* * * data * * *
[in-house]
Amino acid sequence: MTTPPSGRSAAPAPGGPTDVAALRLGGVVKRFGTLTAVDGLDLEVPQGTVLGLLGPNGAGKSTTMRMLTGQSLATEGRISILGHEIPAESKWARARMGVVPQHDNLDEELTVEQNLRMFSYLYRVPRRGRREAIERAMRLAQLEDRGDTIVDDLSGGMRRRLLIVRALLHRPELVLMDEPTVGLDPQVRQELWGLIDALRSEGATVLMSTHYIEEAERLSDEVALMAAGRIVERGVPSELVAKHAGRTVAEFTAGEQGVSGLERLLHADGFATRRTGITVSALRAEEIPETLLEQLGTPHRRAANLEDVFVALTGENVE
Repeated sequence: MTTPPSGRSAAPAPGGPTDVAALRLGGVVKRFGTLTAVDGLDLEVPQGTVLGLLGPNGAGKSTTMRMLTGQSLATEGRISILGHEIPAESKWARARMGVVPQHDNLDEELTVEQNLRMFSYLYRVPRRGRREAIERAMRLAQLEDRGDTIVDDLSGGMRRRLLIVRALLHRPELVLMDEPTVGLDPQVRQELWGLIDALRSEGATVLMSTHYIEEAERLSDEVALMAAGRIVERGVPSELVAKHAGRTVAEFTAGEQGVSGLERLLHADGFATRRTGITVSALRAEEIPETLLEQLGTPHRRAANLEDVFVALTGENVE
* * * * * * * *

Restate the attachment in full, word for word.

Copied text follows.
[in-house]
Amino acid sequence: MTTPPSGRSAAPAPGGPTDVAALRLGGVVKRFGTLTAVDGLDLEVPQGTVLGLLGPNGAGKSTTMRMLTGQSLATEGRISILGHEIPAESKWARARMGVVPQHDNLDEELTVEQNLRMFSYLYRVPRRGRREAIERAMRLAQLEDRGDTIVDDLSGGMRRRLLIVRALLHRPELVLMDEPTVGLDPQVRQELWGLIDALRSEGATVLMSTHYIEEAERLSDEVALMAAGRIVERGVPSELVAKHAGRTVAEFTAGEQGVSGLERLLHADGFATRRTGITVSALRAEEIPETLLEQLGTPHRRAANLEDVFVALTGENVE
Repeated sequence: MTTPPSGRSAAPAPGGPTDVAALRLGGVVKRFGTLTAVDGLDLEVPQGTVLGLLGPNGAGKSTTMRMLTGQSLATEGRISILGHEIPAESKWARARMGVVPQHDNLDEELTVEQNLRMFSYLYRVPRRGRREAIERAMRLAQLEDRGDTIVDDLSGGMRRRLLIVRALLHRPELVLMDEPTVGLDPQVRQELWGLIDALRSEGATVLMSTHYIEEAERLSDEVALMAAGRIVERGVPSELVAKHAGRTVAEFTAGEQGVSGLERLLHADGFATRRTGITVSALRAEEIPETLLEQLGTPHRRAANLEDVFVALTGENVE